In a stunning example of when treatment might be worse than the disease, a large review of Medicare records finds that older people with small kidney tumors were much less likely to die over the next five years if doctors monitored them instead of operating right away.
Even though nearly all the tumors turned out to be cancer, they rarely proved fatal. And surgery roughly doubled patients' risk of developing heart problems or dying of other causes, doctors found.
After five years, 24 percent of those who had surgery had died, compared with only 13 percent of those who chose monitoring. Just 3 percent of people in each group died of kidney cancer.
The study involved only people 66 and older, but half of all kidney cancers occur in that age group. Younger people with longer life expectancies should still be offered surgery, doctors stressed.
The study was observational, not an experiment in which some people were given surgery and others were monitored, so it cannot prove which approach is best. Yet it offers a real-world look at how more than 7,000 Medicare patients with kidney tumors fared. Surgery is the standard treatment now.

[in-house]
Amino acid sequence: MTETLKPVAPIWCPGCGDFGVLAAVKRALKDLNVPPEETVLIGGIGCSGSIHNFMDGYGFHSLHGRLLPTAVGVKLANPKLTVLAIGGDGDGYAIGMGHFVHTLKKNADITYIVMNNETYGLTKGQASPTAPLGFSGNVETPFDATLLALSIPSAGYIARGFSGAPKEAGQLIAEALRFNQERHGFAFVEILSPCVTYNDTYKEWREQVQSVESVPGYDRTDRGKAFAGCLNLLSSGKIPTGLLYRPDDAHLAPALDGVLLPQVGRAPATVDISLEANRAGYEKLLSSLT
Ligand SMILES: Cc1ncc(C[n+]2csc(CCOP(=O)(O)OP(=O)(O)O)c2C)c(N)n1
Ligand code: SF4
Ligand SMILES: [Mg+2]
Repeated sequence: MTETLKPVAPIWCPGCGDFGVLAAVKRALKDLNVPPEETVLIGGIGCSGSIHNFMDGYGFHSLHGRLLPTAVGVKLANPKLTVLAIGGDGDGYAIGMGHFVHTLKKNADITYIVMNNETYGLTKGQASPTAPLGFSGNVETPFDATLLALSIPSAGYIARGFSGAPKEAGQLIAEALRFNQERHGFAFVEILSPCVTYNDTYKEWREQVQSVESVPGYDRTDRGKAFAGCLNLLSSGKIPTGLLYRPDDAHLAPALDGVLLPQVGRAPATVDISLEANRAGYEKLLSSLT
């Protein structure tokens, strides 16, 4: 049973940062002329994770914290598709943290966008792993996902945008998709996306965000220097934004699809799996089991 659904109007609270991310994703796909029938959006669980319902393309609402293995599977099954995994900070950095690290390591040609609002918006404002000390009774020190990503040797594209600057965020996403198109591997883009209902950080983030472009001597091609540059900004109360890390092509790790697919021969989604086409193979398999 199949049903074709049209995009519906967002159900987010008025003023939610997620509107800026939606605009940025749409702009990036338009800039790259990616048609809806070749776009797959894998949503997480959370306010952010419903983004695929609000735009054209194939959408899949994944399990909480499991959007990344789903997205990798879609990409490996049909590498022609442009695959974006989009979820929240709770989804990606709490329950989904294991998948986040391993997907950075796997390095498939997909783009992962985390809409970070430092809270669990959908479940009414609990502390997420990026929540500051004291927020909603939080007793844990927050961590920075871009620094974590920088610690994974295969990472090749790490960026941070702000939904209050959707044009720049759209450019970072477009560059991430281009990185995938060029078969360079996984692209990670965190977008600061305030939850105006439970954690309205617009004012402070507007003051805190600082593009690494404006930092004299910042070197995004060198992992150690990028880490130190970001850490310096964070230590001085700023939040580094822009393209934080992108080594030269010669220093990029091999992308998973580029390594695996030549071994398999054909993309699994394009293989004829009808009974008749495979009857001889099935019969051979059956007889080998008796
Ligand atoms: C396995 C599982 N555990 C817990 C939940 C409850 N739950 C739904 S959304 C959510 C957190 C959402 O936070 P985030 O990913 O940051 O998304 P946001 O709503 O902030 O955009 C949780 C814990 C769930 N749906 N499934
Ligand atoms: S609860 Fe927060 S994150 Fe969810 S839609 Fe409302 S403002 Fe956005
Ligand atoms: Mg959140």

"I think it should change care" and older patients should be told "that they don't necessarily need to have the kidney tumor removed," said Dr. William Huang of New York University Langone Medical Center. "If the treatment doesn't improve cancer outcomes, then we should consider leaving them alone."
Huang led the study and will give results at a medical meeting in Orlando, Fla., later this week. The research was discussed yesterday in a telephone news conference sponsored by the American Society of Clinical Oncology and two other cancer groups.
In the United States, about 65,000 new cases of kidney cancer and 13,700 deaths from the disease are expected this year. Two-thirds of cases are diagnosed at the local stage, when five-year survival is more than 90 percent.
However, most kidney tumors these days are found not because they cause symptoms, but are spotted by accident when people are having an X-ray or other imaging test for something else, like back trouble or chest pain.
Cancer experts increasingly question the need to treat certain slow-growing cancers that are not causing symptoms -- prostate cancer in particular.